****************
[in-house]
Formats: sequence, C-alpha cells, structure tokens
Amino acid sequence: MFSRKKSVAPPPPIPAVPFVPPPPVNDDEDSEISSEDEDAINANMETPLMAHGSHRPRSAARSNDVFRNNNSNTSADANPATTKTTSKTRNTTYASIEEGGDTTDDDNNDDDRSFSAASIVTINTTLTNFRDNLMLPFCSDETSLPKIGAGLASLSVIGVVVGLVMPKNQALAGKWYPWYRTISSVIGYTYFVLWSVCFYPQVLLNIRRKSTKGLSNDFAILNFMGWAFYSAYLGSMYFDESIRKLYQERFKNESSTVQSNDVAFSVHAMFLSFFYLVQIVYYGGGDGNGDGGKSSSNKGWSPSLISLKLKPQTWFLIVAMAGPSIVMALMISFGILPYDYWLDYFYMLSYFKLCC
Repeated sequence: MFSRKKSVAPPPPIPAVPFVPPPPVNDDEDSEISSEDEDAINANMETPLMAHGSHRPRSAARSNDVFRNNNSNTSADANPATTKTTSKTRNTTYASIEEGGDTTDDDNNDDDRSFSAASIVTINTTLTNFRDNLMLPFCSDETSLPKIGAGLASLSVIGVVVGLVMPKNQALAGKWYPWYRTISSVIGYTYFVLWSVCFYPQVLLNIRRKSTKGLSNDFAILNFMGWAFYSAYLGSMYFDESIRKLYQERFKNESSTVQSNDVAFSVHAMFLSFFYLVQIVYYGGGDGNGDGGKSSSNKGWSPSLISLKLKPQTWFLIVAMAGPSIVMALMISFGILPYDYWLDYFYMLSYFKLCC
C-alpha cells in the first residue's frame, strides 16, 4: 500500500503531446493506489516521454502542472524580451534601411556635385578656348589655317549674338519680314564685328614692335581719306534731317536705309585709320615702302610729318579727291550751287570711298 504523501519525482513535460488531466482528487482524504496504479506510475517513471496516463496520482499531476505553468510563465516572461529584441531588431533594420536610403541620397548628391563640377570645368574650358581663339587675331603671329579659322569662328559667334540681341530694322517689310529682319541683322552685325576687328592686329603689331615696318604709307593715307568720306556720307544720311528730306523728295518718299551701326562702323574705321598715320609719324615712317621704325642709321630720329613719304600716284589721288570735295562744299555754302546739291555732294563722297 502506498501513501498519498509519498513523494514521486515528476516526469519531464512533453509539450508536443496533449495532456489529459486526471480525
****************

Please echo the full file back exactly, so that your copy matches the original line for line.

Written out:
[in-house]
Formats: sequence, C-alpha cells, structure tokens
Amino acid sequence: MFSRKKSVAPPPPIPAVPFVPPPPVNDDEDSEISSEDEDAINANMETPLMAHGSHRPRSAARSNDVFRNNNSNTSADANPATTKTTSKTRNTTYASIEEGGDTTDDDNNDDDRSFSAASIVTINTTLTNFRDNLMLPFCSDETSLPKIGAGLASLSVIGVVVGLVMPKNQALAGKWYPWYRTISSVIGYTYFVLWSVCFYPQVLLNIRRKSTKGLSNDFAILNFMGWAFYSAYLGSMYFDESIRKLYQERFKNESSTVQSNDVAFSVHAMFLSFFYLVQIVYYGGGDGNGDGGKSSSNKGWSPSLISLKLKPQTWFLIVAMAGPSIVMALMISFGILPYDYWLDYFYMLSYFKLCC
Repeated sequence: MFSRKKSVAPPPPIPAVPFVPPPPVNDDEDSEISSEDEDAINANMETPLMAHGSHRPRSAARSNDVFRNNNSNTSADANPATTKTTSKTRNTTYASIEEGGDTTDDDNNDDDRSFSAASIVTINTTLTNFRDNLMLPFCSDETSLPKIGAGLASLSVIGVVVGLVMPKNQALAGKWYPWYRTISSVIGYTYFVLWSVCFYPQVLLNIRRKSTKGLSNDFAILNFMGWAFYSAYLGSMYFDESIRKLYQERFKNESSTVQSNDVAFSVHAMFLSFFYLVQIVYYGGGDGNGDGGKSSSNKGWSPSLISLKLKPQTWFLIVAMAGPSIVMALMISFGILPYDYWLDYFYMLSYFKLCC
C-alpha cells in the first residue's frame, strides 16, 4: 500500500503531446493506489516521454502542472524580451534601411556635385578656348589655317549674338519680314564685328614692335581719306534731317536705309585709320615702302610729318579727291550751287570711298 504523501519525482513535460488531466482528487482524504496504479506510475517513471496516463496520482499531476505553468510563465516572461529584441531588431533594420536610403541620397548628391563640377570645368574650358581663339587675331603671329579659322569662328559667334540681341530694322517689310529682319541683322552685325576687328592686329603689331615696318604709307593715307568720306556720307544720311528730306523728295518718299551701326562702323574705321598715320609719324615712317621704325642709321630720329613719304600716284589721288570735295562744299555754302546739291555732294563722297 502506498501513501498519498509519498513523494514521486515528476516526469519531464512533453509539450508536443496533449495532456489529459486526471480525